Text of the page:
By Ken Barnes
Collectors will be aware of the huge contribution made to the ceramic arts by Josiah Wedgwood but may not have noticed that among the products of his company were some of the smallest and most exquisite items of pottery offered for sale in the past 250 years.
These were the tiny intaglios that were used for sealing letters, for setting into jewellery, for personal adornment as watch fobs and chatelaines or simply collected for their own sake. The intaglios were produced self-shanked or as discs which could be set in gold, silver or pinchbeck, as seals, rings, pins, lockets or other forms of jewellery.
In the late 1760s Wedgwood, the consummate potter, developed a highly refined stoneware which he called black basalt and this proved to be the ideal material for pottery that was to be fashioned in extremely fine detail. In 1769 he had taken into partnership Thomas Bentley, an educated man who moved in cultured circles and who had introduced Wedgwood to the classics. In the latter part of the 18th and into the 19th century, collecting gems, plaques and other ceramic items representing classical mythology, historical events and important figures became something of a fad in Britain. Many English potters responded, and Wedgwood was perhaps the most notable.
By the time Bentley died in 1780 the Wedgwood factory was offering a complete range of monograms (or ciphers) that could be used as personal seals together with over 400 different intaglios. The latter included depictions of events and figures from Greek and Roman mythology and a large range of modern subjects such as the Kings and Queens of England, all the Popes, philosophers, physicians and poets. Production continued until the neo-classical period had run its race in the early 19th century.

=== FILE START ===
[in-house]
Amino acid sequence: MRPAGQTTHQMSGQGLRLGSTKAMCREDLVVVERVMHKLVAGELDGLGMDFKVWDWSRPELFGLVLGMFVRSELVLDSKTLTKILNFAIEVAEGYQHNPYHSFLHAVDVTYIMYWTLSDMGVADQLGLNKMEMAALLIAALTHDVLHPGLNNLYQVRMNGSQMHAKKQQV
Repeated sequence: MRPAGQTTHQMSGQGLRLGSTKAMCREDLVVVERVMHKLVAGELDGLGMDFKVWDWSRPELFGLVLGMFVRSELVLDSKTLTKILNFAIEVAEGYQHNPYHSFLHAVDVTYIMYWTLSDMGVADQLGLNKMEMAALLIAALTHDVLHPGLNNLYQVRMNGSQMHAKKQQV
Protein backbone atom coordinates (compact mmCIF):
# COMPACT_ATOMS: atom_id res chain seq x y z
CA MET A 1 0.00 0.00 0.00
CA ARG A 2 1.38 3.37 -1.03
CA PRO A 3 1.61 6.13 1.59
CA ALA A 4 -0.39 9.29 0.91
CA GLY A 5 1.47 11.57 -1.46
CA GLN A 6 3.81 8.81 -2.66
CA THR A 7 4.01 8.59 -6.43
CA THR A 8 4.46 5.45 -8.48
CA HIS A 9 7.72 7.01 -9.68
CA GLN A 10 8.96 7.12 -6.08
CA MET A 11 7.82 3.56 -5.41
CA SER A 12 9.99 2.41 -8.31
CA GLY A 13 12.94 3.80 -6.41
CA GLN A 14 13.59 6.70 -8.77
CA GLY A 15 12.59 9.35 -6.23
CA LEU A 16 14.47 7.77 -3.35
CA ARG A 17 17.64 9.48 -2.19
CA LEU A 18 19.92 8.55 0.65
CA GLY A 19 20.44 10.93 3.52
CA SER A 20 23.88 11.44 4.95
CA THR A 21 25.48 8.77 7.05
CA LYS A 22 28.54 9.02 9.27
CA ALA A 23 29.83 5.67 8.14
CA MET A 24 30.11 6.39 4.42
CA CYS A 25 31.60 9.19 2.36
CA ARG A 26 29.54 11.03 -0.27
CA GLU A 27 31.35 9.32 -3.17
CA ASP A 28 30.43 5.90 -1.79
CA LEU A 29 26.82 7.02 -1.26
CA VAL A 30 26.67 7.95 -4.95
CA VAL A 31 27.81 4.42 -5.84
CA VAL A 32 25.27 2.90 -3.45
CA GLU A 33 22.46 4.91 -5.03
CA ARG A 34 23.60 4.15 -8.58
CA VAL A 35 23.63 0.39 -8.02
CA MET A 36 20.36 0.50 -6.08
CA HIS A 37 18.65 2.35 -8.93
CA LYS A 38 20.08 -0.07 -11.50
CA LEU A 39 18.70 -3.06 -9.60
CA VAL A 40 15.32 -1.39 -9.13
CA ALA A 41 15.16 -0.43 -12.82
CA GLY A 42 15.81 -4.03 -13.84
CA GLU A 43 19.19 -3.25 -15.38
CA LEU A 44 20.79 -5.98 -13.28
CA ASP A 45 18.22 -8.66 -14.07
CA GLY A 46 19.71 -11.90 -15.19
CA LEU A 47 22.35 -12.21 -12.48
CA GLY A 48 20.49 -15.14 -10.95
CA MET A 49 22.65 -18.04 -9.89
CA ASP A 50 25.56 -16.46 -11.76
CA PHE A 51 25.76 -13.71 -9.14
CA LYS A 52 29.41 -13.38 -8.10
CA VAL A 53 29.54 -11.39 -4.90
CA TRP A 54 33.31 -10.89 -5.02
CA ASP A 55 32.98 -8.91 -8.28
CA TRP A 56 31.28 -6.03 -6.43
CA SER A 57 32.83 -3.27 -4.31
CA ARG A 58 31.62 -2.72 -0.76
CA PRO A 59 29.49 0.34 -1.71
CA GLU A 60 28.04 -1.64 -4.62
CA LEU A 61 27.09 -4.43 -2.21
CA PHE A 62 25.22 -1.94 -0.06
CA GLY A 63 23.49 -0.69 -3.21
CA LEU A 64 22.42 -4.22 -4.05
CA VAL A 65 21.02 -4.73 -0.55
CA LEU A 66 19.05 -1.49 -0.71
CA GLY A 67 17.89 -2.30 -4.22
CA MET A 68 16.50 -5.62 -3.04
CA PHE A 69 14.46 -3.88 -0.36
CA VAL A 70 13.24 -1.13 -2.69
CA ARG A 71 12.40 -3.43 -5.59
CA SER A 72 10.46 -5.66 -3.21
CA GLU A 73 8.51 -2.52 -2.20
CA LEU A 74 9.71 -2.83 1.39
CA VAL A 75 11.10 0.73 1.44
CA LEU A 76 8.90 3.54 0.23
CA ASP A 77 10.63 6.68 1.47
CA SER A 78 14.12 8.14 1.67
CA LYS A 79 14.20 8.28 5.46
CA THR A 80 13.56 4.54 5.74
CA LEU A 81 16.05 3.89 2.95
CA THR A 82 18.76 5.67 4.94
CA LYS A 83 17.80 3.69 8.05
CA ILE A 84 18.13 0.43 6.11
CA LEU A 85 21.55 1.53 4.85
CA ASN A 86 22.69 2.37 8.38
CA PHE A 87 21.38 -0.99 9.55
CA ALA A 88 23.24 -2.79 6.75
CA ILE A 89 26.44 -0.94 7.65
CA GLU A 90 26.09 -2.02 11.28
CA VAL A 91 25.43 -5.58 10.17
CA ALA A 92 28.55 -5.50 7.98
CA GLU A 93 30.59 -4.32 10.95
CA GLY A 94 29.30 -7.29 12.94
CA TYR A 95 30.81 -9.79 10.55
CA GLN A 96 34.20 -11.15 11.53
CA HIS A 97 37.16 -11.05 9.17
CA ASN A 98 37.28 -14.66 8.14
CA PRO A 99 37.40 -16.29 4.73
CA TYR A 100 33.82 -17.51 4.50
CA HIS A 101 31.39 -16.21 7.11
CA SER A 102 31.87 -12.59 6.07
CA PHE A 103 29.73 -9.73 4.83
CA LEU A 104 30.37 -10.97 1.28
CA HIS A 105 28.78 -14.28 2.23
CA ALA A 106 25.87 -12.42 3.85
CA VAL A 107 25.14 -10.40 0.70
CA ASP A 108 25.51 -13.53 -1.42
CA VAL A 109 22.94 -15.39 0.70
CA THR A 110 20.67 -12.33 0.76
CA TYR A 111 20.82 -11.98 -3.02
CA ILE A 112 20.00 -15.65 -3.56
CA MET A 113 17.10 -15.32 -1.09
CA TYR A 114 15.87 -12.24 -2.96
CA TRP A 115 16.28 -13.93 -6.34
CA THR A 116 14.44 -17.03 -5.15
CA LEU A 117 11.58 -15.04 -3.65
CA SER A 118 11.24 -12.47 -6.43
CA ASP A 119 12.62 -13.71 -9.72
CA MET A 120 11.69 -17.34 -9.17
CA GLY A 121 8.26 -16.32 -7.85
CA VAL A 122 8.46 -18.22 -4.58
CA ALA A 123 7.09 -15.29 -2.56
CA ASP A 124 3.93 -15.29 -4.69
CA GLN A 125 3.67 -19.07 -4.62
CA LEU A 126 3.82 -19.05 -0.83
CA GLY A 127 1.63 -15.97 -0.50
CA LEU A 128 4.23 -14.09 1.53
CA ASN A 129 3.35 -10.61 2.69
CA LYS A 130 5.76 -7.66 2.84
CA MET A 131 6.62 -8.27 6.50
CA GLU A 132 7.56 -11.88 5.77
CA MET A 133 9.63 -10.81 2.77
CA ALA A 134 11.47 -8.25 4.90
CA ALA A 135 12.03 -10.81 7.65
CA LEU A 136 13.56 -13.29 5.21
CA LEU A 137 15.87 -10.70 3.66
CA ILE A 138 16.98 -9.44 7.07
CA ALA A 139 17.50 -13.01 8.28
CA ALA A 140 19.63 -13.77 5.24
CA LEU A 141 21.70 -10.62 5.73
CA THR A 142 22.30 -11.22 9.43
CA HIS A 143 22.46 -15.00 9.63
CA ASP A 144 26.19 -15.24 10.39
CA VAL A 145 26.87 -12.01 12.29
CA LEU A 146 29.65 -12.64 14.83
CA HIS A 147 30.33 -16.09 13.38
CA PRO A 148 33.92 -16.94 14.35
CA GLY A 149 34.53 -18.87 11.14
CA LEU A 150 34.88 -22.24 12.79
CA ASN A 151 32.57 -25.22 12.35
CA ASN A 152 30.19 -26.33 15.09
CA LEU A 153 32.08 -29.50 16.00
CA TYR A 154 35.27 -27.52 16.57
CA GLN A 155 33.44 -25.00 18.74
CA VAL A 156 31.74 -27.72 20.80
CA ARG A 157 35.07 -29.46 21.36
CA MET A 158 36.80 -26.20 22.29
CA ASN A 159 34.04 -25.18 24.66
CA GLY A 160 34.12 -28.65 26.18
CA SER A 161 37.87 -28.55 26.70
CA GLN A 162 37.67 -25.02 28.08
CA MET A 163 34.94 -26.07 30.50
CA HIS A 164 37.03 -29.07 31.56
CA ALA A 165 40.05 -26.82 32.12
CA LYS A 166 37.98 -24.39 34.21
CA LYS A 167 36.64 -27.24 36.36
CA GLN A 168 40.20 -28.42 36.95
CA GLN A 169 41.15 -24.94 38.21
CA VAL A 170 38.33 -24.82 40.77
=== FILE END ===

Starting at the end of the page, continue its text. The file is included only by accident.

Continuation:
These tiny items ranged from less than 1 cm to over 3 cm in diameter. Because basalt was such a dense material it took a polish or developed a patina with use, thus enhancing its beauty and making the intaglios more attractive to discriminating buyers. Some were given a blue wash in slip so that the incised figure would be black and the ground (or surface) of the item blue, in imitation of blue-black onyx. Like most Wedgwood production, the disc intaglios carried an impressed Wedgwood or Wedgwood and Bentley (or simply W&B if too small) mark, plus a catalogue number on the reverse. The self-shanked seals were normally not marked, nor were the rather rare double-sided disc intaglios.
Wedgwood found designs and heads for his intaglios from a wide variety of sources. Many were based on antique gems, contemporary portraits, medals and classical artworks. In each case the master cameo would be modelled by the most skilful artisans Wedgwood was able to employ, and then impressed in intaglio form into the ceramic material. Intaglios were among Wedgwood’s most popular products. In the mid-1770s they were sold individually at a shilling each, or could be bought in sets. If you were rich enough and had a sufficiently developed ego you could have your portrait modelled by one of Wedgwood’s artisans and replicated as an intaglio; but that would have cost a good deal more.
Although basalt was the most appropriate ceramic body for the intaglios, by 1775 Wedgwood had perfected a new semi-translucent body he called jasper and this was also progressively introduced into production, including intaglios. Compared with basalt, very few jasper intaglios find their way into the antiques market today so it appears that, understandably, they were never as popular as the fine basalt material so admired by collectors of these tiny, exquisite objects.
This article was first published in fairhall, Issue 4, November 2011, pp 11.